Adults Bikes Guide
Suitable for older children from the ages of 11, through to teenagers and adults. Adults’ bikes come in many different styles - mountain bikes, hybrid bikes, trekking bikes, classic bikes, folding bikes, road bikes, touring bikes, gravel bikes, to name but a few!
Go off-roading and over rough terrain on a mountain bike, tackle the urban commute on a hybrid or folding bike, reach your top speed on a road bike, or go on an adventure with a touring or gravel bike.
"Mountain bikes have large, knobbly tyres for traction and a wide range of gears to help you get up and over mountains or across fields."
Some models have front suspension, some have front and rear suspension, while others have neither. Mountain bikes usually have 26", 27.5" (650B) or 29" wheels and have a frame geometry which makes them better suited for severely uneven ground.
More expensive models have hydraulic disc brakes which significantly increases braking efficiency in any weather condition. Mountain bikes are ideal for all off-road pursuits, but not recommended for going fast on tarmac roads or cycling long distances.
"Hybrid bikes are essentially a mixture of road bikes and mountain bikes."
They’re designed with versatility and comfort in mind, so they have the geometry of mountain bikes, but with slicker, narrower tyres. Hybrids can do a bit of everything. What you sacrifice in terms of speciality, you gain by being able to do most of the things you want.
Some models have front suspension to cushion bumps, some have hydraulic disc brakes for extra stopping power, and all have flat handlebars. Hybrid bikes are ideal for general use, commuting and light off-roading.
"Trekking bikes are essentially a mixture of touring bikes and mountain bikes."
They’re perfect as general transportation and often include practical accessories such as full-length mudguards and rear luggage carriers. These accessories make trekking bikes a practical tool.
Using bicycles for transportation is a great way to get some exercise, save money, help the environment, and to have fun! Trekking bikes are ideal for general use, commuting and light off-roading, especially during changeable weather conditions.
"These fashionable, traditional bicycles are all the rage in Europe."
Classic (also known as Dutch, heritage or traditional) bikes, have a laid-back riding position that makes them easy for almost anybody to ride.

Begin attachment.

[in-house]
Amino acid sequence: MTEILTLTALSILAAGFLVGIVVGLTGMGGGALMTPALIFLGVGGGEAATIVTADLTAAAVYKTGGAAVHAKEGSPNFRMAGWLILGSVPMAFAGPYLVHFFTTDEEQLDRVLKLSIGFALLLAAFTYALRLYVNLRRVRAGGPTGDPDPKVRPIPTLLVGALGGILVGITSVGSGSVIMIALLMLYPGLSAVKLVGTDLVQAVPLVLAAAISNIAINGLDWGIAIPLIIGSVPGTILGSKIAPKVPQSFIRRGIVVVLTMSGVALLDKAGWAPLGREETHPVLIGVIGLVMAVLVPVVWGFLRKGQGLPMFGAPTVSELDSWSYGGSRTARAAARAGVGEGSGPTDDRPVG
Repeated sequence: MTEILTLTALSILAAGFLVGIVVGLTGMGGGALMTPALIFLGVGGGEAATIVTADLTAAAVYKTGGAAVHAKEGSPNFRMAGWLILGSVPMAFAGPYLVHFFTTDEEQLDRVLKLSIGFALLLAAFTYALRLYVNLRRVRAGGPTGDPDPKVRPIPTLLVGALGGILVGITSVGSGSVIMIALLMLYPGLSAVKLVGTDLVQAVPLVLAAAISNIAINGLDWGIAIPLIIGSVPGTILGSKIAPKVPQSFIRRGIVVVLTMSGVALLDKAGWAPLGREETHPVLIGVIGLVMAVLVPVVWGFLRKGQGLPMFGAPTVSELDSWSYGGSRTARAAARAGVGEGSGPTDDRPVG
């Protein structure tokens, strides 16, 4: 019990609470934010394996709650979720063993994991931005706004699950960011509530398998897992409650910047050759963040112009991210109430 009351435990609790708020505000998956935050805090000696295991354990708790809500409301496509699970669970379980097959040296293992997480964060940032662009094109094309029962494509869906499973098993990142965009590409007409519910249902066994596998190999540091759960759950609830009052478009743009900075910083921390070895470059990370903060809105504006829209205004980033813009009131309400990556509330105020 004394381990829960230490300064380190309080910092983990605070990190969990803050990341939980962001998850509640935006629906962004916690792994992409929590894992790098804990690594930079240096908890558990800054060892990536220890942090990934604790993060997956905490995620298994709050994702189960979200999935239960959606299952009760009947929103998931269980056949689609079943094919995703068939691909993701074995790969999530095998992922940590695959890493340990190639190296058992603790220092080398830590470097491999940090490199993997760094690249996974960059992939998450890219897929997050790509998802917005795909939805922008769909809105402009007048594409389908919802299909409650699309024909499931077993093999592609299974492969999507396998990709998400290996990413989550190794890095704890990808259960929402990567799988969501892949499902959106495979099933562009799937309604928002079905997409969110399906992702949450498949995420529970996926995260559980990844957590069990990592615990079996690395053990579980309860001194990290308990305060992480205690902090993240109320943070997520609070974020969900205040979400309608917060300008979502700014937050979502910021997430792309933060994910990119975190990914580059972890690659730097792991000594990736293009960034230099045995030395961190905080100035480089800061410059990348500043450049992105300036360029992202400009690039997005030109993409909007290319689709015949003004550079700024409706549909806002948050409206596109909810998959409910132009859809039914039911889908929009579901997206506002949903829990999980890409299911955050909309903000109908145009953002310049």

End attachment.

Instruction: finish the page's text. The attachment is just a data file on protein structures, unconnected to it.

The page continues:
They’re often seen with load-carrying capabilities, full-length mudguards and fully-enclosed chainguards which make them surprisingly practical around town.
Classic Dutch style heritage bicycles are designed to be ridden at a slower pace, allowing you to absorb in your surroundings. This makes them perfect for town, village or park riding.
"A folding bike can be a great travel companion because they fold up, fit comfortably on the tube, train, boat, in a car, or hall cupboard."
When travelling by air, additional charges can be avoided, unlike the hassle associated with transporting a full-sized bicycle. Folders are a favourite with train commuters because they’re the only type of bicycle that you can board with during peak times on many services.
Despite having small wheels, folding bikes ride surprisingly well. A lot of thought from the folding bike brands goes into making sure that they fold compact, with the minimum of fuss.
"Road bikes are your traditional racing bicycle, designed for going fast on smooth, tarmac roads."
Road bikes (also known as racing or drop-handle bar bikes) are built for pure speed. These bikes usually have few compromises for comfort, and the position is long and low for aerodynamic benefits.
They’re built to be incredibly light, but also stiff, so that every bit of effort exerted by the rider shoots straight out of the back wheel. Road race bikes use close-ratio gearing for maximum attack, operated by integrated brake/gear levers.
"Touring bikes are like road bikes that have been specially adapted to carry loads over longer distances."
They’re built around durable frames with wide-range drivetrains that allow the rider to scale intimidating geography, even with lots of equipment and supplies attached to their bike.
Touring bikes have a more upright riding position than a road bike, as speed is not a factor and comfort is the number one priority. Drop handlebars, pannier racks, mudguards, extra bottle cages and slightly wider tyres are all typical features of a touring bike.
These bikes are designed for long days out where stability, practicality and rider comfort are as important as performance.
"Gravel bikes are a genre of bicycle that didn’t exist a few years ago."
Gravel bikes (also known as all-road bikes) are designed to ride comfortably over any surface with their broader, knobby tyres. The geometry of the gravel road bike is similar to a cyclocross bike, but with a lower bottom bracket and a longer wheelbase for enhanced long-distance stability.
These all-road bikes can be used for touring, commuting, sportives, audax, cyclocross races and more, just by changing the tyres to suit the conditions.